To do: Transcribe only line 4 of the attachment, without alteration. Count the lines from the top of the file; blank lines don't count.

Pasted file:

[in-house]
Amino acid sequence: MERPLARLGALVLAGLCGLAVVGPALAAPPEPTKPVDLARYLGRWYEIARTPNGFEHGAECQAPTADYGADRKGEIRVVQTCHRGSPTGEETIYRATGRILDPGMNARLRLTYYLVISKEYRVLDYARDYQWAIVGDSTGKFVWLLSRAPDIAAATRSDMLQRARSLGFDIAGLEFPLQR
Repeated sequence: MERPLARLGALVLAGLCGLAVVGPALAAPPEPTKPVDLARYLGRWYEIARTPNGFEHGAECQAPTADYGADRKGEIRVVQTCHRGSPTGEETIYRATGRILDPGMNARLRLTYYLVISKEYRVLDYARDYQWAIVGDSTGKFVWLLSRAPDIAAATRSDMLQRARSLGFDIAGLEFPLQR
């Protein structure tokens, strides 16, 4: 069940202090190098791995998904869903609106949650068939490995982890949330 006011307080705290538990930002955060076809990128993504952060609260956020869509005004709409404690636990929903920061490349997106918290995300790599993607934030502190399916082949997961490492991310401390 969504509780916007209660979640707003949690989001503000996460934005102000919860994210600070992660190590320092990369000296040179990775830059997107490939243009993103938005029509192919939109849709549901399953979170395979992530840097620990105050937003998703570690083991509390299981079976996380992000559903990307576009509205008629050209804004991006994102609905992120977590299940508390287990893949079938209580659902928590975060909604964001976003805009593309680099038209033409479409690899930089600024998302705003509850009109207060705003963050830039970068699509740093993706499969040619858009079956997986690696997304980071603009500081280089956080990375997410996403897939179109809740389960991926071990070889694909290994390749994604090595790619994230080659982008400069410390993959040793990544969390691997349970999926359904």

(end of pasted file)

């Protein structure tokens, strides 16, 4: 069940202090190098791995998904869903609106949650068939490995982890949330 006011307080705290538990930002955060076809990128993504952060609260956020869509005004709409404690636990929903920061490349997106918290995300790599993607934030502190399916082949997961490492991310401390 969504509780916007209660979640707003949690989001503000996460934005102000919860994210600070992660190590320092990369000296040179990775830059997107490939243009993103938005029509192919939109849709549901399953979170395979992530840097620990105050937003998703570690083991509390299981079976996380992000559903990307576009509205008629050209804004991006994102609905992120977590299940508390287990893949079938209580659902928590975060909604964001976003805009593309680099038209033409479409690899930089600024998302705003509850009109207060705003963050830039970068699509740093993706499969040619858009079956997986690696997304980071603009500081280089956080990375997410996403897939179109809740389960991926071990070889694909290994390749994604090595790619994230080659982008400069410390993959040793990544969390691997349970999926359904």